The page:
USA Today featured a wonderful review of A Thousand Nights in addition to an interview with the author E.K. Johnston.  To read the full review and interview click here.  Below, read an excerpt of the interview! 


Must-read YA: 'A Thousand Nights' by E.K. Johnston (and interview!)

By Jessie Potts October 8, 2015 

What it’s about (courtesy of Disney Hyperion):

Lo-Melkhiin killed three hundred girls before he came to her village, looking for a wife. When she sees the dust cloud on the horizon, she knows he has arrived. She knows he will want the loveliest girl: her sister. She vows she will not let her be next.

And so she is taken in her sister’s place, and she believes death will soon follow. Lo-Melkhiin’s court is a dangerous palace filled with pretty things: intricate statues with wretched eyes, exquisite threads to weave the most beautiful garments. She sees everything as if for the last time. But the first sun rises and sets, and she is not dead. Night after night, Lo-Melkhiin comes to her and listens to the stories she tells, and day after day she is awoken by the sunrise. Exploring the palace, she begins to unlock years of fear that have tormented and silenced a kingdom. Lo-Melkhiin was not always a cruel ruler. Something went wrong.

Far away, in their village, her sister is mourning. Through her pain, she calls upon the desert winds, conjuring a subtle unseen magic, and something besides death stirs the air.

Back at the palace, the words she speaks to Lo-Melkhiin every night are given a strange life of their own. Little things, at first: a dress from home, a vision of her sister. With each tale she spins, her power grows. Soon she dreams of bigger, more terrible magic: power enough to save a king, if she can put an end to the rule of a monster.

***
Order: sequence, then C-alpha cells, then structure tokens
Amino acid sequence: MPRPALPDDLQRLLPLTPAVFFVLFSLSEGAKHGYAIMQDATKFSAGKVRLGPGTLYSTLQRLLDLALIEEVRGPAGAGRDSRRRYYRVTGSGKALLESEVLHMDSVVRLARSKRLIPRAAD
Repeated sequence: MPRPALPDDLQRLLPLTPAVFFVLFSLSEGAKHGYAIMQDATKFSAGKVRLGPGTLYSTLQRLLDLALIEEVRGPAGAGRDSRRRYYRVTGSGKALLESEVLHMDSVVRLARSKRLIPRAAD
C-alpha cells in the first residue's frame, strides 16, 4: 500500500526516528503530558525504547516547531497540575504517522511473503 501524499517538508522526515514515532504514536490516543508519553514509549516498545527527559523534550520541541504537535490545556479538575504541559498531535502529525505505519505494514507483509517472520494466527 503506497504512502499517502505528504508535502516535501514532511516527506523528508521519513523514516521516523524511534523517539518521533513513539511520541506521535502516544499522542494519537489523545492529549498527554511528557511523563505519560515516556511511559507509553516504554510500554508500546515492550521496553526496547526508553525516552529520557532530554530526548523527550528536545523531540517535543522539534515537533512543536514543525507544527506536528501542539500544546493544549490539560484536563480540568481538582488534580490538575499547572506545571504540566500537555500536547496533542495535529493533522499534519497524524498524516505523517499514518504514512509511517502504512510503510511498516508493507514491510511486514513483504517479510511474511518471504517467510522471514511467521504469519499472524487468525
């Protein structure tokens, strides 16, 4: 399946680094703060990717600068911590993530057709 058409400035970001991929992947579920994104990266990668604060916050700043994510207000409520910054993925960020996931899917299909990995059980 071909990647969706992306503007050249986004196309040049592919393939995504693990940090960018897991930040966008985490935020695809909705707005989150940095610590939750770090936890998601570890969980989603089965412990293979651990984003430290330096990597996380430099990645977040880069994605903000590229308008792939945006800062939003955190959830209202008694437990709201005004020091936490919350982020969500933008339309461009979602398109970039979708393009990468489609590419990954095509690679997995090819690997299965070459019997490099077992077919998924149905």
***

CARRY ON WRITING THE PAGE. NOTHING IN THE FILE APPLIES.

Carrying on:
Why you should read it: This was a strange and enjoyable read. I say strange because the narrative and style of writing are very unique. I enjoyed the anonymous characters as well as the brilliant setting. I know there are a few retellings out there, but I don’t think you can really compare. If you have time for a slow build, if you’re a fan of detail and prose, this is absolutely the story for you. I think this would be really interesting as an audiobook! Can I recommend Emma Galvin and her smoky voice?


I loved the anonymity with everyone. How/why did you choose to do that? 

E.K.: I never really think of them as anonymous! Each character has a name from every person who loves them (which is why the king only has “the king,” for example). In my head, the narrator calls her sister “my SISTER,” and her sister says “MY sister,” and the difference in their inflection gives a completely distinguishable word. I suppose from a practical standpoint I went with honorifics because Middle Bronze Age names are difficult to extrapolate, but I loved getting to “translate” most of the names into English. It’s the opposite of how we usually name characters (my name, for example, is Greek for “pure,” and no one’s ever called me that).

What are you currently working on?

E.K.: I’m just about to dive into revisions for the Nights companion novel, actually. So I can’t tell you too much about it...


READ the rest at  You can follow Jessie Potts on twitter (@BookTaster).